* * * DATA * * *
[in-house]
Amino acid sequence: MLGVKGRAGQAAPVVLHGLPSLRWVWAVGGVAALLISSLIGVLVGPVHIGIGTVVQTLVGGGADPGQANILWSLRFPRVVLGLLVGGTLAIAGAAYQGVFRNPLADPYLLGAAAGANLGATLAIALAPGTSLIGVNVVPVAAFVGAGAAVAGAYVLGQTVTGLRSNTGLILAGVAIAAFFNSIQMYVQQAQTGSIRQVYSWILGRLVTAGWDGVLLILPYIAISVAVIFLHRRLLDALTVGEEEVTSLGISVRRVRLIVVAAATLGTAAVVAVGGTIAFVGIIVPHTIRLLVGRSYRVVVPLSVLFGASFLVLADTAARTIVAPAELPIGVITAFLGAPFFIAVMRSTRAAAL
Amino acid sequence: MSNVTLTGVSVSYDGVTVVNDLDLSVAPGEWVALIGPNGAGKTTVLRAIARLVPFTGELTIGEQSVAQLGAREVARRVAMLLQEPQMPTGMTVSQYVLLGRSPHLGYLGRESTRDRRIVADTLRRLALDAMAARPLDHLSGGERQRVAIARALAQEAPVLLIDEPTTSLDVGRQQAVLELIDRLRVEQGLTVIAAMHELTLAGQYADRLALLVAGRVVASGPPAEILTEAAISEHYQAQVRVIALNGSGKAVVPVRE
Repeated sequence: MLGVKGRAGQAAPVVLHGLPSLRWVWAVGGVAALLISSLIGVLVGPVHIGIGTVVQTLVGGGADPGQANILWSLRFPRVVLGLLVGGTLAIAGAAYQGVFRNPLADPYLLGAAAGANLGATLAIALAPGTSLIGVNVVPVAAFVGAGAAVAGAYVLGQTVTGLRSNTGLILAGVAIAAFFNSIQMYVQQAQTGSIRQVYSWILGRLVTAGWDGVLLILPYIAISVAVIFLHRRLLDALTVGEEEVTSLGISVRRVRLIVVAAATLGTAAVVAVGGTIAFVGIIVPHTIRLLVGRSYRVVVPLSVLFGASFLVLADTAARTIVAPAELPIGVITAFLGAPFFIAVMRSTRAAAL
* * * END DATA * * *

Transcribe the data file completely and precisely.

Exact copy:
[in-house]
Amino acid sequence: MLGVKGRAGQAAPVVLHGLPSLRWVWAVGGVAALLISSLIGVLVGPVHIGIGTVVQTLVGGGADPGQANILWSLRFPRVVLGLLVGGTLAIAGAAYQGVFRNPLADPYLLGAAAGANLGATLAIALAPGTSLIGVNVVPVAAFVGAGAAVAGAYVLGQTVTGLRSNTGLILAGVAIAAFFNSIQMYVQQAQTGSIRQVYSWILGRLVTAGWDGVLLILPYIAISVAVIFLHRRLLDALTVGEEEVTSLGISVRRVRLIVVAAATLGTAAVVAVGGTIAFVGIIVPHTIRLLVGRSYRVVVPLSVLFGASFLVLADTAARTIVAPAELPIGVITAFLGAPFFIAVMRSTRAAAL
Amino acid sequence: MSNVTLTGVSVSYDGVTVVNDLDLSVAPGEWVALIGPNGAGKTTVLRAIARLVPFTGELTIGEQSVAQLGAREVARRVAMLLQEPQMPTGMTVSQYVLLGRSPHLGYLGRESTRDRRIVADTLRRLALDAMAARPLDHLSGGERQRVAIARALAQEAPVLLIDEPTTSLDVGRQQAVLELIDRLRVEQGLTVIAAMHELTLAGQYADRLALLVAGRVVASGPPAEILTEAAISEHYQAQVRVIALNGSGKAVVPVRE
Repeated sequence: MLGVKGRAGQAAPVVLHGLPSLRWVWAVGGVAALLISSLIGVLVGPVHIGIGTVVQTLVGGGADPGQANILWSLRFPRVVLGLLVGGTLAIAGAAYQGVFRNPLADPYLLGAAAGANLGATLAIALAPGTSLIGVNVVPVAAFVGAGAAVAGAYVLGQTVTGLRSNTGLILAGVAIAAFFNSIQMYVQQAQTGSIRQVYSWILGRLVTAGWDGVLLILPYIAISVAVIFLHRRLLDALTVGEEEVTSLGISVRRVRLIVVAAATLGTAAVVAVGGTIAFVGIIVPHTIRLLVGRSYRVVVPLSVLFGASFLVLADTAARTIVAPAELPIGVITAFLGAPFFIAVMRSTRAAAL